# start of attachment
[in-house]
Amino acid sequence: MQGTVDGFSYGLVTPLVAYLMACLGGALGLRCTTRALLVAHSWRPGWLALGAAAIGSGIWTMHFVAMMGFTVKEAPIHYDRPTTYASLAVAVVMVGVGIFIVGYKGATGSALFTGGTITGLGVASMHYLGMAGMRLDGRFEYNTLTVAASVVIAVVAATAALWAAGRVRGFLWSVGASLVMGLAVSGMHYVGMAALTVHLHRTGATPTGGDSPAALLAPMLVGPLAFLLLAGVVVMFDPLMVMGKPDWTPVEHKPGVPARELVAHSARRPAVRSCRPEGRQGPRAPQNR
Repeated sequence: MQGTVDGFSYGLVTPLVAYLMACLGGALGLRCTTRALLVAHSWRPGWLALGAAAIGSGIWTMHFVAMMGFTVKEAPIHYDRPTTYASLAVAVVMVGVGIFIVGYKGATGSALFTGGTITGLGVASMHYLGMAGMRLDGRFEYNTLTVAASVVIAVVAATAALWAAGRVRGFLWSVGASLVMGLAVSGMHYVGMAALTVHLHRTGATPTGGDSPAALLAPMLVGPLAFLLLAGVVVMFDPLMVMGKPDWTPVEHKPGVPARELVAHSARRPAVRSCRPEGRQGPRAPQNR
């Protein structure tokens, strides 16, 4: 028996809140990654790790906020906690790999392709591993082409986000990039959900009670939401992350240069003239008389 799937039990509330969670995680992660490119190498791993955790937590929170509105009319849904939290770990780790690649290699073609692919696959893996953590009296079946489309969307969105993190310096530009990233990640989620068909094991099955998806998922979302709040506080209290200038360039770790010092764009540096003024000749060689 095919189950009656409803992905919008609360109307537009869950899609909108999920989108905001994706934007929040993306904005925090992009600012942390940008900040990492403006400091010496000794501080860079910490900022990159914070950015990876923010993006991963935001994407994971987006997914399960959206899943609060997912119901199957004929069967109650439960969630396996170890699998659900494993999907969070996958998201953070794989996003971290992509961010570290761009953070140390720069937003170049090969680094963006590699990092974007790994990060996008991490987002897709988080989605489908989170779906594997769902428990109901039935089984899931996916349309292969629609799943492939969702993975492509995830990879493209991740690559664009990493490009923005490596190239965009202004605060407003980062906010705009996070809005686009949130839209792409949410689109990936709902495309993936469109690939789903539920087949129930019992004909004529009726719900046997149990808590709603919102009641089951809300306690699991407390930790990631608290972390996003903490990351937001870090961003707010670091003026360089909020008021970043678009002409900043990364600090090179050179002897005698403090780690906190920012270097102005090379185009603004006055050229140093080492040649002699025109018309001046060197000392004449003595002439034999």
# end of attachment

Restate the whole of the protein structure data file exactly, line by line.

[in-house]
Amino acid sequence: MQGTVDGFSYGLVTPLVAYLMACLGGALGLRCTTRALLVAHSWRPGWLALGAAAIGSGIWTMHFVAMMGFTVKEAPIHYDRPTTYASLAVAVVMVGVGIFIVGYKGATGSALFTGGTITGLGVASMHYLGMAGMRLDGRFEYNTLTVAASVVIAVVAATAALWAAGRVRGFLWSVGASLVMGLAVSGMHYVGMAALTVHLHRTGATPTGGDSPAALLAPMLVGPLAFLLLAGVVVMFDPLMVMGKPDWTPVEHKPGVPARELVAHSARRPAVRSCRPEGRQGPRAPQNR
Repeated sequence: MQGTVDGFSYGLVTPLVAYLMACLGGALGLRCTTRALLVAHSWRPGWLALGAAAIGSGIWTMHFVAMMGFTVKEAPIHYDRPTTYASLAVAVVMVGVGIFIVGYKGATGSALFTGGTITGLGVASMHYLGMAGMRLDGRFEYNTLTVAASVVIAVVAATAALWAAGRVRGFLWSVGASLVMGLAVSGMHYVGMAALTVHLHRTGATPTGGDSPAALLAPMLVGPLAFLLLAGVVVMFDPLMVMGKPDWTPVEHKPGVPARELVAHSARRPAVRSCRPEGRQGPRAPQNR
């Protein structure tokens, strides 16, 4: 028996809140990654790790906020906690790999392709591993082409986000990039959900009670939401992350240069003239008389 799937039990509330969670995680992660490119190498791993955790937590929170509105009319849904939290770990780790690649290699073609692919696959893996953590009296079946489309969307969105993190310096530009990233990640989620068909094991099955998806998922979302709040506080209290200038360039770790010092764009540096003024000749060689 095919189950009656409803992905919008609360109307537009869950899609909108999920989108905001994706934007929040993306904005925090992009600012942390940008900040990492403006400091010496000794501080860079910490900022990159914070950015990876923010993006991963935001994407994971987006997914399960959206899943609060997912119901199957004929069967109650439960969630396996170890699998659900494993999907969070996958998201953070794989996003971290992509961010570290761009953070140390720069937003170049090969680094963006590699990092974007790994990060996008991490987002897709988080989605489908989170779906594997769902428990109901039935089984899931996916349309292969629609799943492939969702993975492509995830990879493209991740690559664009990493490009923005490596190239965009202004605060407003980062906010705009996070809005686009949130839209792409949410689109990936709902495309993936469109690939789903539920087949129930019992004909004529009726719900046997149990808590709603919102009641089951809300306690699991407390930790990631608290972390996003903490990351937001870090961003707010670091003026360089909020008021970043678009002409900043990364600090090179050179002897005698403090780690906190920012270097102005090379185009603004006055050229140093080492040649002699025109018309001046060197000392004449003595002439034999």